Harmonic Grammar is a sub-field of linguistics that seeks to explain the system of constraints leading to languages’ disparate preferences for certain forms. For example, the sound produced by the combination of letters “ng” cannot appear at the beginning of a word in English, but does appear at the beginning of words in other languages, particularly those of the Bantu family. From such contrasts in phonological preferences linguists deduce that speakers of English and speakers of Bantu apply different systems of constraints when determining what constitutes a valid word in their language.

Harmonic Grammar approaches this genre of question through a mathematical framework that encodes each linguistic preference as a constraint. Given an input structure , the candidate output structures form a set , called the *candidate set*. We optimize over a set of constraints and a weighting vector . A candidate linguistic form’s ‘score’ is given by the sum of the weights of the constraints it violates, that is,

Thus, a candidate pair is considered *optimal* if:

Unlike in the typical linear programming framework, however, Harmonic Grammar does not seek to identify the optimal form; the optimal form is already known by observation. Instead, Harmonic Grammar seeks to define the weights that produce the linguistic forms known to be optimal. For example, in English, most sentences follow a subject-verb-object structure. This structure is violated in interrogative clauses like “what did he give you?,” where “what,” the grammatical object of the clause, precedes “you,” the grammatical subject. Examples of this nature suggest an implicit ranking of constraints, in this case that introducing interrogative phrases with a question word pre-empts the conventional word ordering.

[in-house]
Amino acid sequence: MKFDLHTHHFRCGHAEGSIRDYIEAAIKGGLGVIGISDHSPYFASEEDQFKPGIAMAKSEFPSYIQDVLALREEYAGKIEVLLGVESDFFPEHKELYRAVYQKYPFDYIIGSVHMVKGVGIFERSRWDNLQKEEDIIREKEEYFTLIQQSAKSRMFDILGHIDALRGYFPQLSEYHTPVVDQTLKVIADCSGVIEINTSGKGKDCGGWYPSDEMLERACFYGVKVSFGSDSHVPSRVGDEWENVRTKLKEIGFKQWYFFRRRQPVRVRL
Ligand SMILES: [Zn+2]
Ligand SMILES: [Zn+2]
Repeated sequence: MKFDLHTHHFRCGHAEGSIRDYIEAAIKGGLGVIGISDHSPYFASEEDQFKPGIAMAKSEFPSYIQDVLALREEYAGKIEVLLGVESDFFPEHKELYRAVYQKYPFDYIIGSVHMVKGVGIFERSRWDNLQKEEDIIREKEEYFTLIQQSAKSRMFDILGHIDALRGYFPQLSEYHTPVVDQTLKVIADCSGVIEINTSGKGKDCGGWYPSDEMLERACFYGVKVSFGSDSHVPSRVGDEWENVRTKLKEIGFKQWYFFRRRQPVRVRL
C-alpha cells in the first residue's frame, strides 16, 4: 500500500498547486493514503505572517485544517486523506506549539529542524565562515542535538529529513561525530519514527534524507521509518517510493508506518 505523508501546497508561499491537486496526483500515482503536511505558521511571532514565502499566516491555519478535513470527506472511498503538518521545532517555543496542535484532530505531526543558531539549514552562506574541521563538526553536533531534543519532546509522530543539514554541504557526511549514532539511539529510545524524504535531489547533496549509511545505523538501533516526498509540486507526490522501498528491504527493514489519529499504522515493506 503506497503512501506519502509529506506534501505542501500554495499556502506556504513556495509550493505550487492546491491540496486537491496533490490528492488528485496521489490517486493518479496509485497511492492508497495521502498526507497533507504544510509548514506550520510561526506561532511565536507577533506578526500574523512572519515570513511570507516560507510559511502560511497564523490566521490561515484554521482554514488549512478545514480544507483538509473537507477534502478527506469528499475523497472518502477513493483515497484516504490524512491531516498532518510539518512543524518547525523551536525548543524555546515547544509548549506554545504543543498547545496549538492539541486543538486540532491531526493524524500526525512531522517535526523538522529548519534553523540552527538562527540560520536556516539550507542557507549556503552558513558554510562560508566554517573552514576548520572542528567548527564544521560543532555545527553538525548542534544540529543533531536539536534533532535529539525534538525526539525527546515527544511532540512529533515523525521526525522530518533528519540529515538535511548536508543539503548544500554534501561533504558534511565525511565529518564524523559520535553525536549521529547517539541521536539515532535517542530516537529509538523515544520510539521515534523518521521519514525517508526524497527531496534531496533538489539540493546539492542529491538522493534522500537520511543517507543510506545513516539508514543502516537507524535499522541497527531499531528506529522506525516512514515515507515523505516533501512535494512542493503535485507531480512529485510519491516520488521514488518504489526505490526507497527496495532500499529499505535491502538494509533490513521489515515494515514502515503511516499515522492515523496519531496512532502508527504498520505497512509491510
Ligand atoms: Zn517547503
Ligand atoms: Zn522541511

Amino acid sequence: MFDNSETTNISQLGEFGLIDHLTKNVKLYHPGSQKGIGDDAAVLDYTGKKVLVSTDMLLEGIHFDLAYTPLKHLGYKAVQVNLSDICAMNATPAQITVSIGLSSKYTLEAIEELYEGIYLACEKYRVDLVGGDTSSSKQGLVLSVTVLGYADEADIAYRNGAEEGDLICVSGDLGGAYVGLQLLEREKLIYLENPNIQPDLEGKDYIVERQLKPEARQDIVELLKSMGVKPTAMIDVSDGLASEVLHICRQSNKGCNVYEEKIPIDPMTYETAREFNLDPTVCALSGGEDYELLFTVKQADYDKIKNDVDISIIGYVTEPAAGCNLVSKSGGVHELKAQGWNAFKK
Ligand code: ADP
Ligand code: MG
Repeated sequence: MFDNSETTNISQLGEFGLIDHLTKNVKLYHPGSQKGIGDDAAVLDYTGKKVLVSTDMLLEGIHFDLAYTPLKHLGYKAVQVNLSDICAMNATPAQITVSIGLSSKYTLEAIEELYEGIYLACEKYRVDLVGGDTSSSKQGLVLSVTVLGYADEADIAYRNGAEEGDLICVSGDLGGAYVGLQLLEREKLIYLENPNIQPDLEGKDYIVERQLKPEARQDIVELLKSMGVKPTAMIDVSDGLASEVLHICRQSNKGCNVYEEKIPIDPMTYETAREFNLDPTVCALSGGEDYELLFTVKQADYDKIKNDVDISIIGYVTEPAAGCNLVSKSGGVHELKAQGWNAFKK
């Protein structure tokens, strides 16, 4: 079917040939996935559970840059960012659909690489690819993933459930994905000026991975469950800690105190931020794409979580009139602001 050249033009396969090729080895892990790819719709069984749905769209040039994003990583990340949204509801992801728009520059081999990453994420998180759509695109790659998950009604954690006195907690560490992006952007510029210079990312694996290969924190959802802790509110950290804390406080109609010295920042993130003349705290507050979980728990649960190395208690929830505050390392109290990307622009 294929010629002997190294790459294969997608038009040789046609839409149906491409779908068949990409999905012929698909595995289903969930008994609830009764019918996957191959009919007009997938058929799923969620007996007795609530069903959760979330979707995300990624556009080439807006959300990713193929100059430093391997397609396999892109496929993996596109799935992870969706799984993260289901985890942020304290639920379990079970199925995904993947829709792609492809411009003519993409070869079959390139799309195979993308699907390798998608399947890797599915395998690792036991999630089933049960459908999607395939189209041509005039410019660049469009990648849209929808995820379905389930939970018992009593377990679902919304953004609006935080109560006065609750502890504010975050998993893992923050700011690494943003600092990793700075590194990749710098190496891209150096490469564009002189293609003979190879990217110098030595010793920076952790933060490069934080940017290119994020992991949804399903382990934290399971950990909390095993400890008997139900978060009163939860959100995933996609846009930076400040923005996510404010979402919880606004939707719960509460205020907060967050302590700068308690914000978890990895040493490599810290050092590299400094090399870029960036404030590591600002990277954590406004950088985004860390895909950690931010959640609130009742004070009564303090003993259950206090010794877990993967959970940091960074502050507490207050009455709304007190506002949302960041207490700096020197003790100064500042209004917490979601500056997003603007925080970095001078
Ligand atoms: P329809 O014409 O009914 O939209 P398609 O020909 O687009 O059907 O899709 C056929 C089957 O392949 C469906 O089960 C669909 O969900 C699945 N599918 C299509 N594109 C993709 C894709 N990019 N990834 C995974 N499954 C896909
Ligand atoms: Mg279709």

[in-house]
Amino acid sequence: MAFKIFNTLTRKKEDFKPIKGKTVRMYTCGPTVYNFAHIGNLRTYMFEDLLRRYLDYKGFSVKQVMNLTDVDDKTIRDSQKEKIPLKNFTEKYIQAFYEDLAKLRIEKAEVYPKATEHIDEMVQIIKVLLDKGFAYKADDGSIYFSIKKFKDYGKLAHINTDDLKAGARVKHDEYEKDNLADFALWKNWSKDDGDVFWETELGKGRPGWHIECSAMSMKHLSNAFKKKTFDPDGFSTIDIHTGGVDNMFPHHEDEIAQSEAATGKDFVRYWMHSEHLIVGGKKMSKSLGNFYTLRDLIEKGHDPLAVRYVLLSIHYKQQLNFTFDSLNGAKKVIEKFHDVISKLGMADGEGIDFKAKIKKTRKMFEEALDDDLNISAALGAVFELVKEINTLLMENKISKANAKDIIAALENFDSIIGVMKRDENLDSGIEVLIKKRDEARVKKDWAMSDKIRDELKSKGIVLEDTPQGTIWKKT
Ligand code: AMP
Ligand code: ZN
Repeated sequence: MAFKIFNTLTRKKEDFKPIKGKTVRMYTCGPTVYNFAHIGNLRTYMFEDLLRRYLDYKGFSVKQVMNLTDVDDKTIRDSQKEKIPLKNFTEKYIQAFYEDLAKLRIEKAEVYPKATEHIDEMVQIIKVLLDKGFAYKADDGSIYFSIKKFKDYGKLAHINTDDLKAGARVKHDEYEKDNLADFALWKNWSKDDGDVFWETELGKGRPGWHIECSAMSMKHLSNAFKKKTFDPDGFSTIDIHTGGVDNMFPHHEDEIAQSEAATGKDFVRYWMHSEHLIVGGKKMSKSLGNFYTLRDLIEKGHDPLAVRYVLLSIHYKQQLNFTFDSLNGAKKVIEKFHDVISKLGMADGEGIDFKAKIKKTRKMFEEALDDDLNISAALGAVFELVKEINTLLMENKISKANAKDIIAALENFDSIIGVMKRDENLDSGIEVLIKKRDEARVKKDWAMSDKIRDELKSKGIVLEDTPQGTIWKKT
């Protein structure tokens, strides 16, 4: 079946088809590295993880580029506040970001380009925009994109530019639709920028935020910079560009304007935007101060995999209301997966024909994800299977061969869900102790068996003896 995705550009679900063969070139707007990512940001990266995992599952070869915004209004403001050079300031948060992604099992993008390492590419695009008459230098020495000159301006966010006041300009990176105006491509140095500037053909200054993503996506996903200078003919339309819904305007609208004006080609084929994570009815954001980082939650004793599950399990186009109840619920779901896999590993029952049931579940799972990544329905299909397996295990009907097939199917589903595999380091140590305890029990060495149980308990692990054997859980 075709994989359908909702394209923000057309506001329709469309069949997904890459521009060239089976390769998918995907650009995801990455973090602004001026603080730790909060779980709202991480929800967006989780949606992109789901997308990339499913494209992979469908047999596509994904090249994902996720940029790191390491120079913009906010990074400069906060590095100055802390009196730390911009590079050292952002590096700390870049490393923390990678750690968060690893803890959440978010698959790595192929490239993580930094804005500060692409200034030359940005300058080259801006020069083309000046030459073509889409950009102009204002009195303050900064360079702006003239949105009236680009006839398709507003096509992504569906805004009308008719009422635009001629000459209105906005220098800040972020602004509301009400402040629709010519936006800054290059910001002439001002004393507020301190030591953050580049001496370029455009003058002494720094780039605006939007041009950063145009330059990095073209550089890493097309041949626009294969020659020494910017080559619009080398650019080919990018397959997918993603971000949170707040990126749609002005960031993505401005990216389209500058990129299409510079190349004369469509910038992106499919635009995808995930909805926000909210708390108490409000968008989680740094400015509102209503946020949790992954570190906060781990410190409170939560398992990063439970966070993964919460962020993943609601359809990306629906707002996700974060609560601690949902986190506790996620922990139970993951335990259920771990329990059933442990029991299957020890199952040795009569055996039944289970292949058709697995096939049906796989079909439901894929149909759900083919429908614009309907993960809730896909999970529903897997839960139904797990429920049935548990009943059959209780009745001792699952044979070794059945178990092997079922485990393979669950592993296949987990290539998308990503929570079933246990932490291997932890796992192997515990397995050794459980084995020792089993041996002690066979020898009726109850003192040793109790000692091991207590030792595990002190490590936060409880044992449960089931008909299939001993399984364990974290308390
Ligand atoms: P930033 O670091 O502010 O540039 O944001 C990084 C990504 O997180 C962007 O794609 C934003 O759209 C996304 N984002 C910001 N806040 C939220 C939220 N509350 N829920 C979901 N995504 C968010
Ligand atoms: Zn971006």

Such phenomena both pose the central conundrum in Harmonic Grammar — the existence of an unknown ranking of linguistic constraints — and allow us to define the constraints on the optimal weights. Call our constraints and and our candidate forms and . We can tabulate each candidate’s constraint violations as follows:

Input | C_{1} |
C_{2} |

A_{1} |
0 | a |

A_{2} |
b | 0 |

Suppose we know by observation that is the preferred form. Then, since each violation subtracts points from the candidate’s score, we can write the constraint of our LP as:

Combining such comparisons for all observed candidate sets for a given input produces a set of linear constraints with coefficients encoded in a matrix . The LP formulation then becomes clear:

To apply stricter inequalities, that is, to ensure that an observed optimum outranks all other candidates by a fixed amount , we merely reformulate the linear constraints as . Once presented in this format, the LP can be solved by the Simplex Method or any other linear programming algorithm.

This application is intriguing not only because it evinces the scope of linear programming through its extension to conventionally qualitative fields but also because it reveals a new slant on the procedure’s objective. In linguistics, the optimal grammatical or phonological structure is known; it’s the most preferred, that is, the most frequently observed, of the candidate structures. In fact, the system of linear constraints hinges on the availability of information about the relative acceptability of each candidate in the candidate set, striking a sharp contrast with the formulation of most LPs. Harmonic Grammarians pose a different question: what rankings produce the observed data? LPs give linguists insight into the unconscious processes we apply whenever we use language.

References:

Potts, Christopher, Joe Pater, Karen Jesney, Rajesh Bhatt, and Michael Becker, 2010. “Harmonic Grammar with linear programming: from linear systems to linguistic typology.” *Phonology* 27: 77-117.

Pater, Joe, Rajesh Bhatt, and Christopher Potts, 2007. “Linguistic Optimization.”

http://cogprints.org/5691/